A number of factors have been instrumental in the council's evolution. Rapid growth in population size (due to the return to the area of Ju/'hoan Bushmen from administrative centers and farms) and expansion of the scope of the activities of the NNFC have created enormous challenges for effective communication and participatory decision-making. Reaching the entire Ju/'hoan population of about 2,000 regarding a whole host of decision had become an impossible task for the Management Committee (now four members with limited transportation). In addition, given difficult logistics and the high cost of holding meetings, the Representative Council had generally met annually, rather than every six months as previously intended. The result was that the Management Committee began making decisions on behalf of the community. Outsiders, including government representatives, donors and other individuals began to view the Management Committee as representative of the NNFC. Given the difficulty of getting the Representative Council together on short notice, decisions were sought from the Management Committee on behalf of the community. Finally, there was a lack of a formal or consistent effort to educate people regarding their roles and responsibilities in this new system.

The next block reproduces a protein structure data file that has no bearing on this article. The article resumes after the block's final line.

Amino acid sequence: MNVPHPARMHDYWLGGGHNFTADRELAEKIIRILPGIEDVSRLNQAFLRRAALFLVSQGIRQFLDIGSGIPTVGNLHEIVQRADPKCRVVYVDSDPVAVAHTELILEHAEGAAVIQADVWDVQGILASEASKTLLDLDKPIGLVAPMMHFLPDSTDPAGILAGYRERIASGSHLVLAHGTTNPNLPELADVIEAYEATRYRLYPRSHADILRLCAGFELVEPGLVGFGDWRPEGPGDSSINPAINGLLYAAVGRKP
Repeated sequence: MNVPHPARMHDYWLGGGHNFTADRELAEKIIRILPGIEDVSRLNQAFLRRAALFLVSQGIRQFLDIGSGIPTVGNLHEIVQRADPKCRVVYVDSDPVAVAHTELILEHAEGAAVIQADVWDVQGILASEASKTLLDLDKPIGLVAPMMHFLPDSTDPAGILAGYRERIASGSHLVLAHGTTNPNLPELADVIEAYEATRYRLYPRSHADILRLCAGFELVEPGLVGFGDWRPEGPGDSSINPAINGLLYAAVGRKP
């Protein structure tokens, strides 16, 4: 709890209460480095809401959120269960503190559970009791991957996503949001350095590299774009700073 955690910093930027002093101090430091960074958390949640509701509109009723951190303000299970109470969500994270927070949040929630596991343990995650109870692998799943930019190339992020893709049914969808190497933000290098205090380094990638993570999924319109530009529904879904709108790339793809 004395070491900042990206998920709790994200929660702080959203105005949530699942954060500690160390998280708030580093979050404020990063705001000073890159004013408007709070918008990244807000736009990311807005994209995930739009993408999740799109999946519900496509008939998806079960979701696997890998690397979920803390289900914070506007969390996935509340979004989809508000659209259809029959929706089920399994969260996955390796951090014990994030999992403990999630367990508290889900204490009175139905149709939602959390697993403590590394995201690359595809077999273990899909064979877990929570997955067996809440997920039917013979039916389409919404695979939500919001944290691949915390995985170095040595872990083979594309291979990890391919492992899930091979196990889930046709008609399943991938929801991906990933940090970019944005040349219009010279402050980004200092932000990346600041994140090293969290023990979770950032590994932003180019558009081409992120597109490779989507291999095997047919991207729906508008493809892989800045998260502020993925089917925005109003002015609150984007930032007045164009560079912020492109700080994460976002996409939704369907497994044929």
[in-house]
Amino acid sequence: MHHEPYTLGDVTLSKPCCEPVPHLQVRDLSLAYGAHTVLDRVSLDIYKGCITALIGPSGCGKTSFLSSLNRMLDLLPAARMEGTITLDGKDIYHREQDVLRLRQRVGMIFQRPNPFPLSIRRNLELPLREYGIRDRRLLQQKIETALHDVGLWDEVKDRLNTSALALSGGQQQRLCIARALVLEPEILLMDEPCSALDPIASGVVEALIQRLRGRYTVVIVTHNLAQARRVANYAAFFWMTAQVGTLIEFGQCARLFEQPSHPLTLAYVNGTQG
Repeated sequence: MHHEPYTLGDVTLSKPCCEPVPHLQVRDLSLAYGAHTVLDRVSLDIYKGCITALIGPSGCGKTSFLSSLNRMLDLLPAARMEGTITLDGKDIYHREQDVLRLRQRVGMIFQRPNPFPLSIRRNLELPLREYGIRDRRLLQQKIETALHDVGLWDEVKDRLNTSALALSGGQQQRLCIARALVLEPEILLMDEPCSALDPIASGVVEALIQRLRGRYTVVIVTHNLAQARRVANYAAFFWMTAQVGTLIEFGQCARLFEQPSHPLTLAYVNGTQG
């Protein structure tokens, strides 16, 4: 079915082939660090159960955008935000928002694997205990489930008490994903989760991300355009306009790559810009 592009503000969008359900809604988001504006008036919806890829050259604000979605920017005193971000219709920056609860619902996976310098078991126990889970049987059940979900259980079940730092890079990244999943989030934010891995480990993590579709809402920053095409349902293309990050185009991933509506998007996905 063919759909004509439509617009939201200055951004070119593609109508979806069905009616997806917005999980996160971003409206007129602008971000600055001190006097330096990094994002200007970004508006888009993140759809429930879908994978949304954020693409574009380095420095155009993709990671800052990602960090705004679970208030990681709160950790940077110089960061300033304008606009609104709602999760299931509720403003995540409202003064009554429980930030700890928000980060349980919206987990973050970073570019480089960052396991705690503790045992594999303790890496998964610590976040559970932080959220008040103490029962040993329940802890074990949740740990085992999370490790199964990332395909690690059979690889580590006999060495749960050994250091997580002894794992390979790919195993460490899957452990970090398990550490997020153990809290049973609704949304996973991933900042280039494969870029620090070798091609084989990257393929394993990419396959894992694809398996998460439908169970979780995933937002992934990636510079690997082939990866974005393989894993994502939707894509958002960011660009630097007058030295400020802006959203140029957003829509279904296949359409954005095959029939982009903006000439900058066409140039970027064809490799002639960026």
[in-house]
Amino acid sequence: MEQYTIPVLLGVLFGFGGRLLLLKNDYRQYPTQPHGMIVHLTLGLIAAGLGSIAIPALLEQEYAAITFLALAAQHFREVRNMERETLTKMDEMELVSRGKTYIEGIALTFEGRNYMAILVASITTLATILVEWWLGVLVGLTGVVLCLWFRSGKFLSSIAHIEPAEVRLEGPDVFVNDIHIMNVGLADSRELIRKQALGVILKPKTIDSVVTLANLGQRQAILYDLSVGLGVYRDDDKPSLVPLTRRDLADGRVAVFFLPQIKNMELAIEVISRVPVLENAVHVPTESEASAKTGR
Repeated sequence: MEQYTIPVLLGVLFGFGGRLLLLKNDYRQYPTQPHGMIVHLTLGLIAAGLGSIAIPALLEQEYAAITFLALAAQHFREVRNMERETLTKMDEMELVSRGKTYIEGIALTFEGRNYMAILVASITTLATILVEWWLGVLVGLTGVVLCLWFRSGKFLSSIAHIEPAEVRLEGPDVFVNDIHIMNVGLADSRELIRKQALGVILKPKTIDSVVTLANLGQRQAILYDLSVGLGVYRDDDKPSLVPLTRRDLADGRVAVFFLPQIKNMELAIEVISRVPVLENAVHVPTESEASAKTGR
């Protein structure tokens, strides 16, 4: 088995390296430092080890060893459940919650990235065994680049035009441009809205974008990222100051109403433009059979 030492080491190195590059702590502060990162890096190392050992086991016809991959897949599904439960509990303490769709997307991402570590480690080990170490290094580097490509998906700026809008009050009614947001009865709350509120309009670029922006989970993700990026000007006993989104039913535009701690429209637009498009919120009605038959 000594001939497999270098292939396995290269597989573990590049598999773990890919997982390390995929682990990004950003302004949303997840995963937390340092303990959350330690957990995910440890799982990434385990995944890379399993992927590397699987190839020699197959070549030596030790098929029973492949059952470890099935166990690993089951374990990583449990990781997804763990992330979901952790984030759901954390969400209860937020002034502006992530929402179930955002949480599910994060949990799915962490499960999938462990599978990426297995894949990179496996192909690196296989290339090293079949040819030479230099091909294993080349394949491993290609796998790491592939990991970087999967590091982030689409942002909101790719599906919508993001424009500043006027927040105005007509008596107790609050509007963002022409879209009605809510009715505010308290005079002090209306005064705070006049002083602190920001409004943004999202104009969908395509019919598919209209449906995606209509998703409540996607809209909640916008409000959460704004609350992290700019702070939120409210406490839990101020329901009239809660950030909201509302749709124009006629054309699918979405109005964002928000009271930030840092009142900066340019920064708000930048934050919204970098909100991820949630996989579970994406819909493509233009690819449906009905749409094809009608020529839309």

By early 1995, the NNFC seemed to have evolved from a participatory organization, built upon a tradition of decision-making by consensus, to one centralized at the Management Committee level with little or no participation by community members. It is certain that the imposition of a representative structure as a symbol of democracy contributed to this evolution by concentrating authority in a few select individuals, a concept disliked by the Ju'/hoansi. Given that this structure was not of their own making, the Ju'/hoansi did not have the insights or resources necessary to modify and adjust the model to the expanded scope in NNFC activities and population growth. Recent Developments and Options for the Future